If we would take the average number of supernovae per year and multiply that by the number of stars, could we figure out how many years it will be before all stars are gone?
1
vote
3answers
58 views

State of the stars

This question may sound silly but I'm really not pretty sure whether the stars are rotating or stationary.If they are not rotating what makes them to be stable?
5
votes
1answer
77 views

How would light from a blue or red star affect the way we see?

How would things look if we saw them through the light of a blue or red star? Would there be any changes?
12
votes
4answers
656 views

Is the light we see from stars extremely old?

Our nearest star Proxima Centauri is 4.243 light years away from Earth. Does that mean we are seeing light that is 4.243 years old everyday?
2
votes
2answers
80 views

Absolute magnitudes of stars

Where to find comprehensive list of absolute magnitudes for stars of different spectral types? I need published paper or web page with data and reference to the source.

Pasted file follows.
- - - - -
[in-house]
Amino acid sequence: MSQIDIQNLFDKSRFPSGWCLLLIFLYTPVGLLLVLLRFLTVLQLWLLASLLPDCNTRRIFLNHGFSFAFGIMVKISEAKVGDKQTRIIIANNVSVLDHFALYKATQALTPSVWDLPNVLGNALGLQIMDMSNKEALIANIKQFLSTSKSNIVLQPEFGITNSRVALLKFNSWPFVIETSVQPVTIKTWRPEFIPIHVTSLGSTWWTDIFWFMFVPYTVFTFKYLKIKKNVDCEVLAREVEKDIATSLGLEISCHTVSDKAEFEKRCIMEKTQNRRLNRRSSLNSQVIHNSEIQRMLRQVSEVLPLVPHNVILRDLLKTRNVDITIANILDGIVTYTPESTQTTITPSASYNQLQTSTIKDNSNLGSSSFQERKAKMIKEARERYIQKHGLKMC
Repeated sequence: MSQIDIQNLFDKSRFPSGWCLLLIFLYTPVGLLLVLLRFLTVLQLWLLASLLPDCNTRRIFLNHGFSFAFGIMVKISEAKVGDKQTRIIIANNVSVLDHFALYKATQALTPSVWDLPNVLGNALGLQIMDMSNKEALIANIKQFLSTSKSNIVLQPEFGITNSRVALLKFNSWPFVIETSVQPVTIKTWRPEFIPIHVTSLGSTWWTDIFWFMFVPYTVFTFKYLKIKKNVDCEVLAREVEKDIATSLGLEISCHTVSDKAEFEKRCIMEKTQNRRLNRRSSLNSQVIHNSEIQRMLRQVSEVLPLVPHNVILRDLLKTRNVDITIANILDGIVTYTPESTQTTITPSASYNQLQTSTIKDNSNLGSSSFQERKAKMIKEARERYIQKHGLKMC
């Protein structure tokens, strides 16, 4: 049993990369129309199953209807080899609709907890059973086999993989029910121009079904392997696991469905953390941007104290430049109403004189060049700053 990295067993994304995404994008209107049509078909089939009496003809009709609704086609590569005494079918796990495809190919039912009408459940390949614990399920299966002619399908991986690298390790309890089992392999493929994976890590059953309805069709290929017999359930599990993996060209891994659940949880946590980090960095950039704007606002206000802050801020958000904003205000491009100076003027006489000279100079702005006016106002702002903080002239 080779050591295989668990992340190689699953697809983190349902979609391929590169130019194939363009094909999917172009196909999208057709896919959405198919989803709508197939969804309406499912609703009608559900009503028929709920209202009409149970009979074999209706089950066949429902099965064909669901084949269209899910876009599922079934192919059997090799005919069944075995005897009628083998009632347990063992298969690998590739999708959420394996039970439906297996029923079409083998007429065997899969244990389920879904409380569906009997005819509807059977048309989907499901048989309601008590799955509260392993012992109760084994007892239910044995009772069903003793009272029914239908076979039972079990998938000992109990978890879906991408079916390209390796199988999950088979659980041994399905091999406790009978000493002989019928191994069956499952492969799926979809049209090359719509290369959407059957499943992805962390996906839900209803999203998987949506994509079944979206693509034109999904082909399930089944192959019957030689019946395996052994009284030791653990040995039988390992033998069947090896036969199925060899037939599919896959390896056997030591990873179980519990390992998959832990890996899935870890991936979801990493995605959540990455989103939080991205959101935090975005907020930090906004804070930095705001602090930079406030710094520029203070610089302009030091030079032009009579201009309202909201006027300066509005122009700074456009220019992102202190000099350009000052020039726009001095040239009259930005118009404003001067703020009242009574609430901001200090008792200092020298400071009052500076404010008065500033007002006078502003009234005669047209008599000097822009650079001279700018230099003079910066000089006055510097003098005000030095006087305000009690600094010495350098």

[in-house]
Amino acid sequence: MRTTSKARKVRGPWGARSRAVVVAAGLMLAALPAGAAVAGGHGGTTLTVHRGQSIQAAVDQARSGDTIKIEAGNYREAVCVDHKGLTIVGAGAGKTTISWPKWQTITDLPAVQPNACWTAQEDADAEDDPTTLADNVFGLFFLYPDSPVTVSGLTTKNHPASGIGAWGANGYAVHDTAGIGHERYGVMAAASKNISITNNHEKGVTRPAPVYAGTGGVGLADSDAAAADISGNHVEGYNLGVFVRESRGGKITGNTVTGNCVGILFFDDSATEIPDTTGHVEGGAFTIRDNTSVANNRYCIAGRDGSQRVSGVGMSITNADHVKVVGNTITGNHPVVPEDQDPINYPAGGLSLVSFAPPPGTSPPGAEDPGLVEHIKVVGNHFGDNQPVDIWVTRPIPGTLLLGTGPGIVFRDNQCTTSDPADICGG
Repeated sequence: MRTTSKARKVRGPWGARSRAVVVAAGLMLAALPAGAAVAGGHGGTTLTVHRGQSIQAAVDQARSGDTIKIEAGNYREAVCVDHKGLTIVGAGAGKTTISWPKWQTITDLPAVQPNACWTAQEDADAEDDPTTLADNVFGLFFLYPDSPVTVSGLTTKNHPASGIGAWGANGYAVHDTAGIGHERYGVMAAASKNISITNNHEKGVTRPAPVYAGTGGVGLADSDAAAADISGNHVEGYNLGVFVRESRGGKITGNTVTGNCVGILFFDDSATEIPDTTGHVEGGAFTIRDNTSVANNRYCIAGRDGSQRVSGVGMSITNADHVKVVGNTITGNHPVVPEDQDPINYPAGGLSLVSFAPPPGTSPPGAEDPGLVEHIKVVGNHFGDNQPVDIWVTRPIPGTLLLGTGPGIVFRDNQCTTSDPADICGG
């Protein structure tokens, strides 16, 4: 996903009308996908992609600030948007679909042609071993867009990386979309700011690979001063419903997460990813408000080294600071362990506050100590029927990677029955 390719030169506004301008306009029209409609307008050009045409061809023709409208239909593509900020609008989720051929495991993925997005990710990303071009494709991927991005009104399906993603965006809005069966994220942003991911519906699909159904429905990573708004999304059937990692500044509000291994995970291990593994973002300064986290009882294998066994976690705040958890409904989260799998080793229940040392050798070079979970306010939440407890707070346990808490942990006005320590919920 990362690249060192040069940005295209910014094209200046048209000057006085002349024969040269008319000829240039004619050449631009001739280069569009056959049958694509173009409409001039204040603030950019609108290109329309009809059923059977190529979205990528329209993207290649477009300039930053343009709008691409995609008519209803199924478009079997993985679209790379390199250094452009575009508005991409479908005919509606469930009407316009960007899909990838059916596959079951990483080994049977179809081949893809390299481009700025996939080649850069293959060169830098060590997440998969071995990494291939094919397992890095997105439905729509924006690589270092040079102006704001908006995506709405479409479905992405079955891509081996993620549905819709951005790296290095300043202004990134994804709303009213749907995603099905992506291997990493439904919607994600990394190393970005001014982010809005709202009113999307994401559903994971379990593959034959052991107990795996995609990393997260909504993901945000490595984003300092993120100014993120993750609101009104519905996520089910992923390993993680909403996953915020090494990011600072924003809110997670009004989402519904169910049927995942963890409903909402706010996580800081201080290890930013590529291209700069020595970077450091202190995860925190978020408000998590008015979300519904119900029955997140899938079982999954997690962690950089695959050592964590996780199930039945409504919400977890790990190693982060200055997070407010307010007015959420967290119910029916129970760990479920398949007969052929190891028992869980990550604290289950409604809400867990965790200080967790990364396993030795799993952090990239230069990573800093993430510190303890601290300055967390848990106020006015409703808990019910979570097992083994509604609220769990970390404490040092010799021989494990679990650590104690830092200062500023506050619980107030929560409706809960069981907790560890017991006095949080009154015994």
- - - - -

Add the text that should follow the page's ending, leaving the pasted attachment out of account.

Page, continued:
5
votes
5answers
2k views

Did atoms in human body indeed come from stars?

I think I am not alone who saw videos about that we (humans) are made of same atoms which someday were in stars. In other words, some atoms in our bodies are from stars which exploded billions of ...
2
votes
3answers
136 views

Do stars have exactly sphere shape?

Planets (at least, some of them like Earth) aren't exactly spherical - but what about stars? Is Sun perfectly spherical, for example? What may be the reasons if it isn't? What about other stars?
3
votes
1answer
151 views

What would happen if a body were to fall into a neutron star?

We know neutron stars as a very massive object with extremely strong gravitational forces that composes mostly of neutrons. I couldn't help but wonder, what would happen if an object fell into a ...
3
votes
1answer
59 views

How is the magnitude of a star measured?

How does one measure the brightness of a star?, I did not find anything on the internet.
7
votes
1answer
127 views

Do stars of a galaxy change their positions relatively to each other?

Complete astronomy noob over here who would be happy if he get a simple answer (and who is also aware that this may be not possible)... I've learned from a tv documentary that the stars at the edge ...